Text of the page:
[ExI] re Odyssey, hero
danust2012 at gmail.com
Fri Oct 2 21:38:47 UTC 2015
On Fri, Oct 2, 2015 at 10:18 AM, Flexman, Connor <connor_flexman at brown.edu>
> On Fri, Oct 2, 2015 at 11:12 AM, William Flynn Wallace <
> foozler83 at gmail.com> wrote:
>> So my moral sense has evolved and probably will continue to do so. I am
>> a work in progress.
>> But I can only judge things as I currently think. I can consider things
>> in historical context, certainly, - to do otherwise is naive, as Anders
>> says - and that often provides a great contrast with my current view. My
>> current view is the 'right' one. When my view changes , it will be the
>> right one. I never argue that any view is absolute since change always
>> occurs. Do I set myself up at the judge of everything? Don't we all? Do
>> we libertarians believe that authoritarianism is the wrong way to go about
>> many things? Don't we? If we didn't think we were right, then we wouldn't
>> hold to our views, would we?
> One convenient way around this is to have uncertainty in what we believe.
> Instead of saying my views at this moment are "right", because I believe
> them, we can take the outside view and consider the past history of
> changing our outlook/views/beliefs. This can help one become a lot more
> humble in their convictions.
Yes, this is similar to a meta-induction in philosophy of science: we know
past science was wrong (how many scientific theories of a hundred years
ago, which all seemed if not completely correct certainly as close to truth
as possible, are still around today?), so likely our current science is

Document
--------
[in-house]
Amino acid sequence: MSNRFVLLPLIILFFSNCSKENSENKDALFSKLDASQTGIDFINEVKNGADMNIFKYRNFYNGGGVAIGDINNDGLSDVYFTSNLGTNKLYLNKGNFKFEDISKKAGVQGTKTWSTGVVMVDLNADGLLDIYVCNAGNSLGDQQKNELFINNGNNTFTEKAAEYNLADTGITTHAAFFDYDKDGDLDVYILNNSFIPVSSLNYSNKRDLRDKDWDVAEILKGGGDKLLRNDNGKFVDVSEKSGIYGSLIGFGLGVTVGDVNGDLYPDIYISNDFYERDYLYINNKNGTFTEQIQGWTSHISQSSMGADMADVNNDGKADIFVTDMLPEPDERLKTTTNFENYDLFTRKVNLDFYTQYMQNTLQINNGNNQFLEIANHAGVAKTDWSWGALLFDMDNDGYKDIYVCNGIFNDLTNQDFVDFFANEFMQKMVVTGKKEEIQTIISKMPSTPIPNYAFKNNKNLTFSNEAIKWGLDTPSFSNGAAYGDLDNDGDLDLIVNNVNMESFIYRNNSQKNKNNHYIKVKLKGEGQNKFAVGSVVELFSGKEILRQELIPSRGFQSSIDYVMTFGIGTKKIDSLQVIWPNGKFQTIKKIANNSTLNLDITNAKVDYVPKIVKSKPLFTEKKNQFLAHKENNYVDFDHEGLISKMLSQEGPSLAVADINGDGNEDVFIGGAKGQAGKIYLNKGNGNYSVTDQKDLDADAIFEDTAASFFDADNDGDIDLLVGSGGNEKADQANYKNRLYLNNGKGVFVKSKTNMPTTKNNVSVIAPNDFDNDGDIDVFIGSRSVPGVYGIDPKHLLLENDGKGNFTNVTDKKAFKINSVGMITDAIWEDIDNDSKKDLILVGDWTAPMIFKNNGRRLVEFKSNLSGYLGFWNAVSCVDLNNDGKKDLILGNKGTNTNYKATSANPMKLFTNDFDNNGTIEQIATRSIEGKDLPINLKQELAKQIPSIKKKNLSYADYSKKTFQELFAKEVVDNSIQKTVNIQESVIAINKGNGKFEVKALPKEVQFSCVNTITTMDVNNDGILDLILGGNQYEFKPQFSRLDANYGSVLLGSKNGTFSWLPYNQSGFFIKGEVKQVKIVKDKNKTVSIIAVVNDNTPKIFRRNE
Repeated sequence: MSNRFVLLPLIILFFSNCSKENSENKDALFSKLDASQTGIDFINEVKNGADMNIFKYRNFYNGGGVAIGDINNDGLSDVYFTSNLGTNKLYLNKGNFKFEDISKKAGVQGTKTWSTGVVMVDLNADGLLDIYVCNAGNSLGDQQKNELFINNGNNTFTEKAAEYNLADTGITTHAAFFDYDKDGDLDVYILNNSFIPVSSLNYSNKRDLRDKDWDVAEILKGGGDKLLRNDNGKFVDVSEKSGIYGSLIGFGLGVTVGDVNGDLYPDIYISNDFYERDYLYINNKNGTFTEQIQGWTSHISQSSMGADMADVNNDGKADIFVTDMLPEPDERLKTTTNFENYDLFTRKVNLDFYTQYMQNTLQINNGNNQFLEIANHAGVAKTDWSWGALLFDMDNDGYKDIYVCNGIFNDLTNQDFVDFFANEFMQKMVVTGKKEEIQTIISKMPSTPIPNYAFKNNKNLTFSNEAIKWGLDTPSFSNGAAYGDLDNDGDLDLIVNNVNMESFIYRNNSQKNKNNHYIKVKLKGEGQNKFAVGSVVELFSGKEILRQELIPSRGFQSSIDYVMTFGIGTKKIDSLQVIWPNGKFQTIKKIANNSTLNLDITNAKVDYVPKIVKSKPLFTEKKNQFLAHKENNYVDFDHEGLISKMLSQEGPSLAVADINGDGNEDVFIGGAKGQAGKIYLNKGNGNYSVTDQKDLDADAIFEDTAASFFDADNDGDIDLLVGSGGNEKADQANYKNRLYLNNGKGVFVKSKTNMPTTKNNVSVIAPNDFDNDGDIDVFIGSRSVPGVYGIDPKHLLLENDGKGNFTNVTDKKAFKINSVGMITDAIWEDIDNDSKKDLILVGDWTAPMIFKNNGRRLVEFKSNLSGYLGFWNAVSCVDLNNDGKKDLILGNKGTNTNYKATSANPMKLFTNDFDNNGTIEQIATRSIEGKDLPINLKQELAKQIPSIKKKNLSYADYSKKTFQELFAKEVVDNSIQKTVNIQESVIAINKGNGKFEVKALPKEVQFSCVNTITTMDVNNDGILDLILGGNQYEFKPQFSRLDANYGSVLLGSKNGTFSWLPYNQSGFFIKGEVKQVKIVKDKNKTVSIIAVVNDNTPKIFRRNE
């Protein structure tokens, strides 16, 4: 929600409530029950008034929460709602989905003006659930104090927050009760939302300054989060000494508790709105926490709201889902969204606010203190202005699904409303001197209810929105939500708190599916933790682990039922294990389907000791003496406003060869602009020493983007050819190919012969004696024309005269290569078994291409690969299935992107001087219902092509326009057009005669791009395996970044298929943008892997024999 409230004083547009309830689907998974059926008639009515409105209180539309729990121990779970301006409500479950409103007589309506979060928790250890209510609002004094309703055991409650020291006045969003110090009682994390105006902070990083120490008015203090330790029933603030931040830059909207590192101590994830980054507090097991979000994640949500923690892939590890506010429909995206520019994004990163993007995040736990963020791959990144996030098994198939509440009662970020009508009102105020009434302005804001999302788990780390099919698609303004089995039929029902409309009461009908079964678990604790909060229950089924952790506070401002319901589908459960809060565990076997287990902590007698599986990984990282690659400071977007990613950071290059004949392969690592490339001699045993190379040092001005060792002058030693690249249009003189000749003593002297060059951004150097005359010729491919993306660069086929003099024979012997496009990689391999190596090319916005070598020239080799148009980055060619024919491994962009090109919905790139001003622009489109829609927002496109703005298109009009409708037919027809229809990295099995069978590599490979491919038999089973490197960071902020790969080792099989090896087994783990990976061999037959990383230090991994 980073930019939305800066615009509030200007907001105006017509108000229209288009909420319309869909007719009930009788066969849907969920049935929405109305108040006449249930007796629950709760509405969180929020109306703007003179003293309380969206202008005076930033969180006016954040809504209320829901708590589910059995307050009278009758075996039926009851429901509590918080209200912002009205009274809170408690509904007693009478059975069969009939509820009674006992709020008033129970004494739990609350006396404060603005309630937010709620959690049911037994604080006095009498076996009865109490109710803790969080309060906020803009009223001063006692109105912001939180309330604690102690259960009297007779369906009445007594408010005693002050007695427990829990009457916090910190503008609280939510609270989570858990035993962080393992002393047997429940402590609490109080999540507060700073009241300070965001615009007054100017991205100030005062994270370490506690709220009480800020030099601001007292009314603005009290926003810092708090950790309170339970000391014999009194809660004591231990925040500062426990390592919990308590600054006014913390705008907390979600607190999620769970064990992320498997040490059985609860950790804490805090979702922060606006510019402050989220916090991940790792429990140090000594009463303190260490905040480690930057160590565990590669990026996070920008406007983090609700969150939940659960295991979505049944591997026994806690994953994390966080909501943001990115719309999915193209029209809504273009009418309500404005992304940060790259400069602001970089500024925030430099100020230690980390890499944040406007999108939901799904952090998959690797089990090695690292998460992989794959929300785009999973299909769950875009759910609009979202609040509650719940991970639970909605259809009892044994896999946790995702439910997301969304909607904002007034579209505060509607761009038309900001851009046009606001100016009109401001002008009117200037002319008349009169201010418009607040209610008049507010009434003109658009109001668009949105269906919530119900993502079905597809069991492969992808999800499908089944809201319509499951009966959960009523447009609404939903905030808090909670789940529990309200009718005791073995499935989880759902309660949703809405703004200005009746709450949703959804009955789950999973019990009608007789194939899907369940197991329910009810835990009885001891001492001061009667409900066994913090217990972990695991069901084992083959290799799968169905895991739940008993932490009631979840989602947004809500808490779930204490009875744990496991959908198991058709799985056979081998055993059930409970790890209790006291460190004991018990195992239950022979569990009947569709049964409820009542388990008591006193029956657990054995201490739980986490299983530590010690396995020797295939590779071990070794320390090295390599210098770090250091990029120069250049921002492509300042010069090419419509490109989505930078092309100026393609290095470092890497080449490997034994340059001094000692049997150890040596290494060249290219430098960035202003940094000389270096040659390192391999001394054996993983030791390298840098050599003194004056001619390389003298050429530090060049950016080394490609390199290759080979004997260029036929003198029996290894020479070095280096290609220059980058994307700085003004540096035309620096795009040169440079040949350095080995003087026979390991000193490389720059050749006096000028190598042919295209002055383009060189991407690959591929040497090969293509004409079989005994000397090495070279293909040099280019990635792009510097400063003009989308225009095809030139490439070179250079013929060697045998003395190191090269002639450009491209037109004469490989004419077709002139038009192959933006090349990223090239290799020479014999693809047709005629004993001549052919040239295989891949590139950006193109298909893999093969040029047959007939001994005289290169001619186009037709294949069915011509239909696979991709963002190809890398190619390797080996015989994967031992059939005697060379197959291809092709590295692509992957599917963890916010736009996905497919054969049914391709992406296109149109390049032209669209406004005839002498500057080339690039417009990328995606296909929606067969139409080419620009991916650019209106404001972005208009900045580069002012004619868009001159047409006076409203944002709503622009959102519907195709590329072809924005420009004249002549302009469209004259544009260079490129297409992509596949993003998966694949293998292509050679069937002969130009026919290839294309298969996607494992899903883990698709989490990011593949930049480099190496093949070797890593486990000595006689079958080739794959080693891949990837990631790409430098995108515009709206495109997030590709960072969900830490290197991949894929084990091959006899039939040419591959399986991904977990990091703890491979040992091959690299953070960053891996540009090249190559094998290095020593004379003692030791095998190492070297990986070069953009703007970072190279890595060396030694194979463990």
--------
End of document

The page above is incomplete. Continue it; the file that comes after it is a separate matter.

> Knowing that one has in the past accidentally espoused views that were too
> strong about, e.g., how definitively good taking antioxidant pills was, we
> can revisit our thoughts on best nutrition practices now. If we tend to
> think that paleo is the REAL fix, we can look back and see our poor track
> record at predicting these things and revise our beliefs to "I find paleo
> has some good insights and may be promising, but there is a good chance it
> won't hold much benefit." The diet problem is simpler because we don't
> usually have beliefs about it vital to our sense of self: trying to apply
> this principle to things more important to us is a big step up. For those
> of us who either converted to deistic faith or from it, we should be very
> wary of future beliefs given that we once were so wrong about something so
> central. For those of us who were once skeptical of AI risk and are no
> longer, this is another belief we were probably vehement about that turned
> out to be wrong. Have your political beliefs changed? Did you learn
> economics and discover huge turnarounds in your worldview? What about your
> differing values in different stages of life? Shouldn't we continue to
> expect all these changes? Setting one's current self up as judge of
> everything isn't making use of all the evidence we have. If we know our
> past track record, use it. If we expect in the future to change some of our
> views, we should be less confident about them now. If we see other people
> as smart as we are who hold different views, we might be well-advised to
> take their evidence into account as well: we are not alone in what we see,
> but have many others to help gather evidence, including our future and past
You're also right to focus in on how moral views are far more likely to be
seen as core views.
That said, I don't see anything wrong with saying "character X is a thug to
me." I only brought up _The Odyssey_ not as example of morality in action,
but as one of a great work that's championed by many literary critics that
also is not tragic, even has a happy ending. (Well, maybe not for the
Suitors and their supporters and all of Odysseus' shipmates.)
Let me present another work of literature: Jim Thompson's _Pop. 1280_. The
protagonist of this novel, IIRC, makes out quite well at the end. So, in
some sense it has a happy ending. However, I don't think anyone reading it
would view the protagonist as heroic or anything other than a sociopath.
This seems true of other novels I read by Thompson: the protagonists are
all bad people. I don't think Thompson was operating from a different moral
code where murder and mayhem were okay or that he was a moral relativist.
Or maybe he is. But people I know who've read and enjoyed the novel haven't
come away telling me, "Wouldn't it be great to live like that?"
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